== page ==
By: Glynn Harris
There is an area in Louisiana capable of naturally producing habitat amenable to growing big healthy bucks and does. Land along the Mississippi delta is rich in nutrients with plants growing naturally there that are highly nutritious. Deer that feed on such a bountiful buffet tend to grow larger bodies with bucks sporting impressive racks.
The northern part of the state, for the most part, consists of rolling red clay hills and pine trees, not the type of habitat where deer can reach their maximum potential.
Sabine Parish is just such a location with habitat basically that you don’t expect to see deer grow to impressive weights and antler growth.
Ten years ago, something began taking shape to change the production of deer in a portion of Sabine Parish from piney woods averages to eye-popping characteristics. A group of hunters, who own and lease some 3,000 acres in Sabine Parish decided to see if their piney woods could do something to produce higher quality deer. Ryan Masters was one of the group who set out to see if it could be done.
“Ten years or so ago, I was fortunate to be able to hunt in the Midwest. I began wondering how those guys up there had much bigger deer that we had here in our part of Louisiana,” said Masters.
“I began realizing that up there, they were allowed only one buck tag per season and bucks must be five years old or older. It started dawning on me that I get six tags and can hunt deer for over two months and there is no restriction on age or antler size here,” he said.
Masters and his friends decided to try and do something about it. Could bigger bucks be raised in Sabine Parish? They were determined to try and find out.
“We developed what we’re calling the ‘Midwest Style’ of management. We changed our regulations to allowing members to take only one buck a year and the one they can take has to be at least five years old. Our property is in the piney woods with not much quality natural deer food. We keep food plots out all year and we developed our own protein blend of supplemental food we have been using on our club.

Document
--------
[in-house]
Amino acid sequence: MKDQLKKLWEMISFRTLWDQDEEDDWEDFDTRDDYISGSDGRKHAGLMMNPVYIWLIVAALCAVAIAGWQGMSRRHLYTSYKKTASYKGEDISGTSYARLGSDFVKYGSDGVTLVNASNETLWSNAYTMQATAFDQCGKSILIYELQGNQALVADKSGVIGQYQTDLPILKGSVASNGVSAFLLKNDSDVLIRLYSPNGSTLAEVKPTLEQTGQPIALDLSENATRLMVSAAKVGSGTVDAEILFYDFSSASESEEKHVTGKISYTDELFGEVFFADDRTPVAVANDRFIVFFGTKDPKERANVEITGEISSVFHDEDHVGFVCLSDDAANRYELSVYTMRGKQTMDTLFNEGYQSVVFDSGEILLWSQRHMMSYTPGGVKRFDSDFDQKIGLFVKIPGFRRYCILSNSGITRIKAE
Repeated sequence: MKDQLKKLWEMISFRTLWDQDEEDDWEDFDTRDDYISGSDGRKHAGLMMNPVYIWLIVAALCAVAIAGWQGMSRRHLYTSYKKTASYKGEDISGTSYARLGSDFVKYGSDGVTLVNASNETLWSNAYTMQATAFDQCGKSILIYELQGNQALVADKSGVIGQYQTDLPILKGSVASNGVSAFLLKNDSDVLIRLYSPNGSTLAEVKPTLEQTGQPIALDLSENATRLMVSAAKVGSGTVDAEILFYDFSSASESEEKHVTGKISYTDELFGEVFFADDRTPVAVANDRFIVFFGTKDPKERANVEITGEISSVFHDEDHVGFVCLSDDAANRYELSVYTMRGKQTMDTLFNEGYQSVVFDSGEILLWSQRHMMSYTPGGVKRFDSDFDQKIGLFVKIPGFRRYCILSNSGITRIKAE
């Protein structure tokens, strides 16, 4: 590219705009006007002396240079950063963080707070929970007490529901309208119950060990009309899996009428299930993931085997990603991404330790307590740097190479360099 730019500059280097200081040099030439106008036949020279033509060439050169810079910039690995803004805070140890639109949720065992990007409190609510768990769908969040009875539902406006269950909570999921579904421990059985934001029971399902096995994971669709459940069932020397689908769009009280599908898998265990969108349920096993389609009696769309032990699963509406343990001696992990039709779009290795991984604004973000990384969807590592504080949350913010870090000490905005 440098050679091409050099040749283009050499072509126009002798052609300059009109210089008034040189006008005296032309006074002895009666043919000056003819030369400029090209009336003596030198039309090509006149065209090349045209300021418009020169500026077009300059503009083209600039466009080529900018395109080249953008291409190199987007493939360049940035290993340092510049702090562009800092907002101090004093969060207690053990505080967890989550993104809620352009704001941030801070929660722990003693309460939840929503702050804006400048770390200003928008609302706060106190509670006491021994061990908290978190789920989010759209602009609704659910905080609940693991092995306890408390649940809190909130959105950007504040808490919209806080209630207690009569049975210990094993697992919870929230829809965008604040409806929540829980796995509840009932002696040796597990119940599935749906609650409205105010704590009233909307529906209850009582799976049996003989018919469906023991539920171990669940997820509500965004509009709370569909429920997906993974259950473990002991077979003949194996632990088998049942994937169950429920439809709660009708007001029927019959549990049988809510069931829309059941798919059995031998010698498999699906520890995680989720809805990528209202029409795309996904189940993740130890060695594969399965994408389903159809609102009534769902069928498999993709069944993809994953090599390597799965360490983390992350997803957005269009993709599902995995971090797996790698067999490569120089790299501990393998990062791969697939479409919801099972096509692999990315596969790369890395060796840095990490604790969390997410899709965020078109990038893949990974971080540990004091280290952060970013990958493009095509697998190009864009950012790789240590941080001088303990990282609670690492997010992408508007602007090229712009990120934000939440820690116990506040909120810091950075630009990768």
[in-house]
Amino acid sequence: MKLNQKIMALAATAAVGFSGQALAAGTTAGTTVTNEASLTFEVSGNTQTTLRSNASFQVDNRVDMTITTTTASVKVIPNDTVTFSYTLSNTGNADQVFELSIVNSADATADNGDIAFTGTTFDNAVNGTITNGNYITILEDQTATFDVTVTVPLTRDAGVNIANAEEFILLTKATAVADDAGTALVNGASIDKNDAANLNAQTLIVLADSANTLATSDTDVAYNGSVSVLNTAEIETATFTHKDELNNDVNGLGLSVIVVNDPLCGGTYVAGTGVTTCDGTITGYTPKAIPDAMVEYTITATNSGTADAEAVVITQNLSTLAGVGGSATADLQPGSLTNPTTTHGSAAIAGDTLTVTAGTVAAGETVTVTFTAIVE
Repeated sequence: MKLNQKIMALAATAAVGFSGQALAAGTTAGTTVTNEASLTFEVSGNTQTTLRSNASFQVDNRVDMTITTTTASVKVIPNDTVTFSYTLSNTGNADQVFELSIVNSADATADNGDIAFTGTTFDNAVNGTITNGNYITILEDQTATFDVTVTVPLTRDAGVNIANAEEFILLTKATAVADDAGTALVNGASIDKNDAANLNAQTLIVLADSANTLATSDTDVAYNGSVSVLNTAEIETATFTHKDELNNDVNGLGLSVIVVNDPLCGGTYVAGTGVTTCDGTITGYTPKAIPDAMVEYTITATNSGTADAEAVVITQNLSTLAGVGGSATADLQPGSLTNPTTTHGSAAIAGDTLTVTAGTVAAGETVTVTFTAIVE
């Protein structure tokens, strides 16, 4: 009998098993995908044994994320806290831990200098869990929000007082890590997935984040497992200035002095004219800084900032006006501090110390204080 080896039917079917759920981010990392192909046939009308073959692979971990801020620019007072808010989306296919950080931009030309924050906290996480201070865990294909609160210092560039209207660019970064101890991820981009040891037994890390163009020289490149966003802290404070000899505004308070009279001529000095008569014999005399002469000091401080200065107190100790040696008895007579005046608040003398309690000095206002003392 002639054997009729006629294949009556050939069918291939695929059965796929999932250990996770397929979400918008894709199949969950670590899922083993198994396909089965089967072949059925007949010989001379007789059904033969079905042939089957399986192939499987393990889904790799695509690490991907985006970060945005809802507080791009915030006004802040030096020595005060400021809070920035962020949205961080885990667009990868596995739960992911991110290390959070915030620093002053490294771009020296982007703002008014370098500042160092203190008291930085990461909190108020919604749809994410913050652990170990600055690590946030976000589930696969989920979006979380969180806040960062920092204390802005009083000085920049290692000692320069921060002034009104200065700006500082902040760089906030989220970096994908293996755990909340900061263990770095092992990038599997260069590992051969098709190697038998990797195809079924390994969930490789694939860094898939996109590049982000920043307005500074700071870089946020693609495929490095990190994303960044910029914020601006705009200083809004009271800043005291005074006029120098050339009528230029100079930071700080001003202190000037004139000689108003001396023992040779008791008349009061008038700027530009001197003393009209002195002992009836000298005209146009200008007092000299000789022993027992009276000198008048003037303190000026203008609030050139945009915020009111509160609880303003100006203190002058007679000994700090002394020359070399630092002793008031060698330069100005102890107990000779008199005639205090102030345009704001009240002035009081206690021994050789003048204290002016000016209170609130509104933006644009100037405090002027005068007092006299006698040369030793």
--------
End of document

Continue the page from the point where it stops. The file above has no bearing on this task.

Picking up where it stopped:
“We studied up on things that can help any area produce more quality animals and learned that the amount of sunlight, the amount of minerals, the availability of water sources along with genetics are keys to raising deer that are above the norm,” Masters said.
By the 2018 deer season, Masters and his friends began seeing positive results from their more aggressive approach.
On a personal note, I write stories of big bucks taken around the state for LA Sportsman magazine and just about year, I’ll be hearing about and writing about one the Masters’ group has produced. The current 2022-23 season has produced one when Ryan Masters son, Joel, downed a big 10 point buck weighing 220 pounds with an inside spread of over 20 inches, a buck with antlers measurements of 156 2/8 inches.
By improving the land you’re permitted to hunt, providing year around nutritious food sources high in protein, limit the number of bucks members can take during season and passing on those smaller bucks giving them time to grow and reach their potential, results are possible.
“I am able to tell folks that if they want to grow big deer on marginal habitat,” Masters said, “it can be done.”